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Prosocial Spatial Urbanism

Updated: Jul 10, 2022

by L. Lo Sontag Employing Prosocial Positive Change Methods to Facilitate Equity, Collaboration, and Climate Mitigation in Spatial Planning

Frederick Law Olmsted, Upton Sinclair, Jane Adams, Jane Jacobs, and Rosa Parks all used positive change methods. Politics is a method of change.

Prosocial is a practical method of change based on evolutionary theory and complex system science. These two paradigms are the theoretical foundations for virtually any subject, including the subject of positive change (Wilson, 2020). Positive change is not an original idea. Aristotle said, "The whole is more than the sum of its parts.” A complex system is a collection of parts that, when interacting, appear to move in unison in such a manner that you often forget the parts are all themselves systems (Gel-Mann, 1988). Examples of complex systems are Earth’s global climate, the human brain, transportation systems, an ecosystem, social and economic systems, like cities, metropolises, and regions — and finally, the entire universe.

In the 20th century, cultural change and personal change separated themselves from evolutionary theory and the material world. They became a priori rather than a posteriori, transformed into personal narratives and thought exercises drowning in confirmation bias. Economics, urban planning, climate science, history, ethnic studies, and political science all need to be communicating in order to facilitate positive change and they all should entertain the idea of a posteriori thinking. Evolution is not just for science. Evolution is any issue that includes— variation, selection, and replication. These are all ideas embedded in urban planning. Prosocial is the first practical change method solidly grounded in the best of our current knowledge about complex systems and evolution. It is philosophical, meaning it allows us room to contemplate deeper questions, but it is still practical as it provides us with a toolkit to support planners, economists, and activists in building better communities, better neighborhoods, and better cities. (Atkins et al., 2019; Wilson, 2020)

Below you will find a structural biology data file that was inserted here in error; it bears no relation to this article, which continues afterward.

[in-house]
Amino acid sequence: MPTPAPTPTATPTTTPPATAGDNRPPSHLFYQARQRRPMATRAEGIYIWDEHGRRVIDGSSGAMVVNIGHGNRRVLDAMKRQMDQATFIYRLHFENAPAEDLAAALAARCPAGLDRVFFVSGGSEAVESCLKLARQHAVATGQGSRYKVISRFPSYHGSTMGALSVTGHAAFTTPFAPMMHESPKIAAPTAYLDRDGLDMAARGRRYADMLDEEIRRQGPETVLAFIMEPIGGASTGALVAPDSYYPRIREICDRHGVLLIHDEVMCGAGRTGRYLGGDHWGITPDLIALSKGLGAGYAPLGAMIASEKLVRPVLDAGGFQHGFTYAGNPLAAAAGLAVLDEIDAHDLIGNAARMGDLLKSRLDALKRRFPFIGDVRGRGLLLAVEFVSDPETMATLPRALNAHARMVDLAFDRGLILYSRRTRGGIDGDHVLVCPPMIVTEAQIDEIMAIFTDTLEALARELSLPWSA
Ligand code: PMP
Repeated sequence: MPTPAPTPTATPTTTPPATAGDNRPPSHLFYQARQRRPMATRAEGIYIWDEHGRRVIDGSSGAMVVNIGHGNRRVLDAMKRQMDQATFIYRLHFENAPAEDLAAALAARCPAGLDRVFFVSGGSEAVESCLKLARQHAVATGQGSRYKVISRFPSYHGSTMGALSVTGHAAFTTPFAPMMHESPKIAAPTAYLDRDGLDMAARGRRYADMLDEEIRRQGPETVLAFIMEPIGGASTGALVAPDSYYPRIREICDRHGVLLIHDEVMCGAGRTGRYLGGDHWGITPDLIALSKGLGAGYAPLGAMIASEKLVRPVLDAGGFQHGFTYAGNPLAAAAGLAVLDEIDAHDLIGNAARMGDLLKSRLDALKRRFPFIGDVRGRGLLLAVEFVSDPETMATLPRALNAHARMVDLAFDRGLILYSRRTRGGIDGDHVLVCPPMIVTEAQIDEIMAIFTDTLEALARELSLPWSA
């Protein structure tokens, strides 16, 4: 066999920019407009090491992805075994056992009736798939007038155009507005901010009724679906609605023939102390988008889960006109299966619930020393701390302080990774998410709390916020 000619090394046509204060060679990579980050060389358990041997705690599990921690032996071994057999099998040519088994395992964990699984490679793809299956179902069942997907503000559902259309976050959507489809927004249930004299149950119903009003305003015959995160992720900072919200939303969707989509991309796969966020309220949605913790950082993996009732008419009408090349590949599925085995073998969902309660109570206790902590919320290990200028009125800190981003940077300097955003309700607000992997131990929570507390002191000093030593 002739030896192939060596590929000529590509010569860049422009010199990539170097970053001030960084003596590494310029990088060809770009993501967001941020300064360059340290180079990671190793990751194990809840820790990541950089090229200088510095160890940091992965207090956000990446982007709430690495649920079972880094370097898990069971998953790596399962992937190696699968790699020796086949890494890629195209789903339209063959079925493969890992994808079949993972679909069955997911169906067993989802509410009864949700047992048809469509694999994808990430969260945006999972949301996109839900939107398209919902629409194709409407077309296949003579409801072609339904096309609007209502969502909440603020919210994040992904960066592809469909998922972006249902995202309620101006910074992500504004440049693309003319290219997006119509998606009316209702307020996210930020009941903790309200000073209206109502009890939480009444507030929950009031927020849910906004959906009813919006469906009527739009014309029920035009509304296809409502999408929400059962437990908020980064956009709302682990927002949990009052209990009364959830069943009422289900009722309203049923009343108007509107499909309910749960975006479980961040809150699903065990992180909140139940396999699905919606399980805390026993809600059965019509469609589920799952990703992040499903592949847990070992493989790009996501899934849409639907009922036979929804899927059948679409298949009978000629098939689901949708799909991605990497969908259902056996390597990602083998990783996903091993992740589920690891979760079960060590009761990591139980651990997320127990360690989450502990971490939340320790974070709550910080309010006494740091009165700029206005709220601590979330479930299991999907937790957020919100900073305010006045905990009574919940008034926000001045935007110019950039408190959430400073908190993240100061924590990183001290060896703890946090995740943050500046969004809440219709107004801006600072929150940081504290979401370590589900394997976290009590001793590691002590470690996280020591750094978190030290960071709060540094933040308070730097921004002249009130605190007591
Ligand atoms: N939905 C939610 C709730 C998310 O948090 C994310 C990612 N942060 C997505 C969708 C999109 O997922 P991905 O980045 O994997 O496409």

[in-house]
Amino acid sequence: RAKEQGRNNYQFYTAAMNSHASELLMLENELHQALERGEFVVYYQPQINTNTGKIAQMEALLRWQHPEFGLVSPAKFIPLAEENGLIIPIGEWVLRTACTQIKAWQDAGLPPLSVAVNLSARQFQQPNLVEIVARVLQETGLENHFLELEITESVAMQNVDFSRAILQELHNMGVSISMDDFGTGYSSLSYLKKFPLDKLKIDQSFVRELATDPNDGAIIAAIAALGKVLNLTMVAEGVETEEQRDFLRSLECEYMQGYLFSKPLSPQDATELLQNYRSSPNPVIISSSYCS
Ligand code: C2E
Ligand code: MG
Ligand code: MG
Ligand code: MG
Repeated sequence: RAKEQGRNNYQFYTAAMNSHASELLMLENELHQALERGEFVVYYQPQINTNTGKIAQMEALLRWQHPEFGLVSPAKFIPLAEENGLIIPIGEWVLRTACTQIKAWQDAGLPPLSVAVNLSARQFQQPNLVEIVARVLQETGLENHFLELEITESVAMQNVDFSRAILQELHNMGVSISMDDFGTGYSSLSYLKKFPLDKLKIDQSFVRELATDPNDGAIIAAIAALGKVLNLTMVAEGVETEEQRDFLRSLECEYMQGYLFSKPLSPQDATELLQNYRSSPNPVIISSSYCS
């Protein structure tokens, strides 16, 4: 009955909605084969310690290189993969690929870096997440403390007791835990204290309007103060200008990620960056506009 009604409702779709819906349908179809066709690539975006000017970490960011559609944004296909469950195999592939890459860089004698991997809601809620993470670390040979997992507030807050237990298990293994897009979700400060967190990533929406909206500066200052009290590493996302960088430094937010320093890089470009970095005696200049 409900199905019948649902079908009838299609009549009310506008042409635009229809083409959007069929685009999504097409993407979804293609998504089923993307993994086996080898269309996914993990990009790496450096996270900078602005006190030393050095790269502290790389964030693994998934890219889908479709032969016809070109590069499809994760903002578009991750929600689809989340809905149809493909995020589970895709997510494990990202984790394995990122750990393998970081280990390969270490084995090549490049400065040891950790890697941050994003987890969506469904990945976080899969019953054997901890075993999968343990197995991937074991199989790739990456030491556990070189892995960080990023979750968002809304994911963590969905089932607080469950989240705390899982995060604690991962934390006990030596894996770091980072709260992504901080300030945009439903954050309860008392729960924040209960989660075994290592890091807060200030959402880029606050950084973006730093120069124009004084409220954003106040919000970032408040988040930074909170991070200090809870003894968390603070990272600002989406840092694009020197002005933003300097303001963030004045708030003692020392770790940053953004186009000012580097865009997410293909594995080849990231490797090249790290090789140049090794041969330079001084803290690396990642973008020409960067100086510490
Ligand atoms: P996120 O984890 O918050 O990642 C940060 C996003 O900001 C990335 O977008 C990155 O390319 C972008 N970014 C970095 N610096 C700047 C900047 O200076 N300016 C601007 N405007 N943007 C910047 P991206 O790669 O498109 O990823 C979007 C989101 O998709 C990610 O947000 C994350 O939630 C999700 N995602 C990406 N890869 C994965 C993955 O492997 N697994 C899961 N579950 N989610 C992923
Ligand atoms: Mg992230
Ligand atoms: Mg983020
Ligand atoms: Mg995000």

Prosocial Spatial Urbanism's goals are to create better regions and better communities, through better planning by meeting the needs of all.

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Atkins, P. W. B., Wilson, D. S., & Hayes, S. C. (2019). Prosocial: Using evolutionary science to build productive, equitable, and collaborative groups. Context Press/New Harbinger Publications. Gell-Mann, M. (1988). Simplicity and complexity in the description of nature. Engineering and Science, 51(3), 2-9.

Prosocial World. (2020). Introduction to prosocial. David Sloan Wilson. Evolution Films [Video]. Vimeo.

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